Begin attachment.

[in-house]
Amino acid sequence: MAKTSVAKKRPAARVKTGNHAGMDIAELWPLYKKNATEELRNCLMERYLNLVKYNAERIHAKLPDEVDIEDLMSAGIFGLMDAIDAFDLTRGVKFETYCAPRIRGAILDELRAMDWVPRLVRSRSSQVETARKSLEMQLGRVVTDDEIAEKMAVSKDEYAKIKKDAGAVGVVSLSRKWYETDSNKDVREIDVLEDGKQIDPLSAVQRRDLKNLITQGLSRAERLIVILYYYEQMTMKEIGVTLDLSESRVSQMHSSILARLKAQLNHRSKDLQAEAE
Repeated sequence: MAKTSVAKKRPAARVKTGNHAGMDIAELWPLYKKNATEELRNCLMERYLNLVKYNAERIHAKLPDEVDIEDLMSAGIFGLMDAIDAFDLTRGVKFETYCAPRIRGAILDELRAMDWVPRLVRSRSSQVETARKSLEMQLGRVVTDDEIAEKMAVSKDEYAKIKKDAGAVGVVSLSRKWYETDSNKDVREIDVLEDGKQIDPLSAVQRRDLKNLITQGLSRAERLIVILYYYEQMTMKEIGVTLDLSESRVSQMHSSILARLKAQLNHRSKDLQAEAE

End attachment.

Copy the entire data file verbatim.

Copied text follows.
[in-house]
Amino acid sequence: MAKTSVAKKRPAARVKTGNHAGMDIAELWPLYKKNATEELRNCLMERYLNLVKYNAERIHAKLPDEVDIEDLMSAGIFGLMDAIDAFDLTRGVKFETYCAPRIRGAILDELRAMDWVPRLVRSRSSQVETARKSLEMQLGRVVTDDEIAEKMAVSKDEYAKIKKDAGAVGVVSLSRKWYETDSNKDVREIDVLEDGKQIDPLSAVQRRDLKNLITQGLSRAERLIVILYYYEQMTMKEIGVTLDLSESRVSQMHSSILARLKAQLNHRSKDLQAEAE
Repeated sequence: MAKTSVAKKRPAARVKTGNHAGMDIAELWPLYKKNATEELRNCLMERYLNLVKYNAERIHAKLPDEVDIEDLMSAGIFGLMDAIDAFDLTRGVKFETYCAPRIRGAILDELRAMDWVPRLVRSRSSQVETARKSLEMQLGRVVTDDEIAEKMAVSKDEYAKIKKDAGAVGVVSLSRKWYETDSNKDVREIDVLEDGKQIDPLSAVQRRDLKNLITQGLSRAERLIVILYYYEQMTMKEIGVTLDLSESRVSQMHSSILARLKAQLNHRSKDLQAEAE